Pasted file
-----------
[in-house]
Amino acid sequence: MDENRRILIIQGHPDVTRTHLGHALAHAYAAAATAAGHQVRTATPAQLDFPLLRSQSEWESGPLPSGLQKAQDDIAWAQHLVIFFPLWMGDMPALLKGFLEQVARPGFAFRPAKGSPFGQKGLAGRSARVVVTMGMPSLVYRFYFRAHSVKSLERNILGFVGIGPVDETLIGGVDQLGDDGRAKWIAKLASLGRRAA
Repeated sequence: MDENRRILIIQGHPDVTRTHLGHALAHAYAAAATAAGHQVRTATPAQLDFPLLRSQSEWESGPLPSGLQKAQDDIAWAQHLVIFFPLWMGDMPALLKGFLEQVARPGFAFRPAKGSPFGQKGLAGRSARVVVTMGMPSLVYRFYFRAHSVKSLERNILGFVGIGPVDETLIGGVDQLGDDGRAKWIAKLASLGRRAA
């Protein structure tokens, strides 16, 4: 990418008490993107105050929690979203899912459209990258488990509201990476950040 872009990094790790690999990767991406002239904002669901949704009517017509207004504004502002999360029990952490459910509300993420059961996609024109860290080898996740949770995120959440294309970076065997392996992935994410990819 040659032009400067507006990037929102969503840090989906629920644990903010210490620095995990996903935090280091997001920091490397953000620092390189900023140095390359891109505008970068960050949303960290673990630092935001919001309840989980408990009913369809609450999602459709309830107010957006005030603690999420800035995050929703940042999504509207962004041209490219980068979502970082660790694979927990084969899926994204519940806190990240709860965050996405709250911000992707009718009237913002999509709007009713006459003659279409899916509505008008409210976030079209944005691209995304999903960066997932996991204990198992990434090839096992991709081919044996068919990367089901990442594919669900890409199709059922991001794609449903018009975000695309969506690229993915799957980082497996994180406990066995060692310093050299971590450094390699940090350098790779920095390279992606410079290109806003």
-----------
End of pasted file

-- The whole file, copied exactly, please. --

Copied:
[in-house]
Amino acid sequence: MDENRRILIIQGHPDVTRTHLGHALAHAYAAAATAAGHQVRTATPAQLDFPLLRSQSEWESGPLPSGLQKAQDDIAWAQHLVIFFPLWMGDMPALLKGFLEQVARPGFAFRPAKGSPFGQKGLAGRSARVVVTMGMPSLVYRFYFRAHSVKSLERNILGFVGIGPVDETLIGGVDQLGDDGRAKWIAKLASLGRRAA
Repeated sequence: MDENRRILIIQGHPDVTRTHLGHALAHAYAAAATAAGHQVRTATPAQLDFPLLRSQSEWESGPLPSGLQKAQDDIAWAQHLVIFFPLWMGDMPALLKGFLEQVARPGFAFRPAKGSPFGQKGLAGRSARVVVTMGMPSLVYRFYFRAHSVKSLERNILGFVGIGPVDETLIGGVDQLGDDGRAKWIAKLASLGRRAA
């Protein structure tokens, strides 16, 4: 990418008490993107105050929690979203899912459209990258488990509201990476950040 872009990094790790690999990767991406002239904002669901949704009517017509207004504004502002999360029990952490459910509300993420059961996609024109860290080898996740949770995120959440294309970076065997392996992935994410990819 040659032009400067507006990037929102969503840090989906629920644990903010210490620095995990996903935090280091997001920091490397953000620092390189900023140095390359891109505008970068960050949303960290673990630092935001919001309840989980408990009913369809609450999602459709309830107010957006005030603690999420800035995050929703940042999504509207962004041209490219980068979502970082660790694979927990084969899926994204519940806190990240709860965050996405709250911000992707009718009237913002999509709007009713006459003659279409899916509505008008409210976030079209944005691209995304999903960066997932996991204990198992990434090839096992991709081919044996068919990367089901990442594919669900890409199709059922991001794609449903018009975000695309969506690229993915799957980082497996994180406990066995060692310093050299971590450094390699940090350098790779920095390279992606410079290109806003």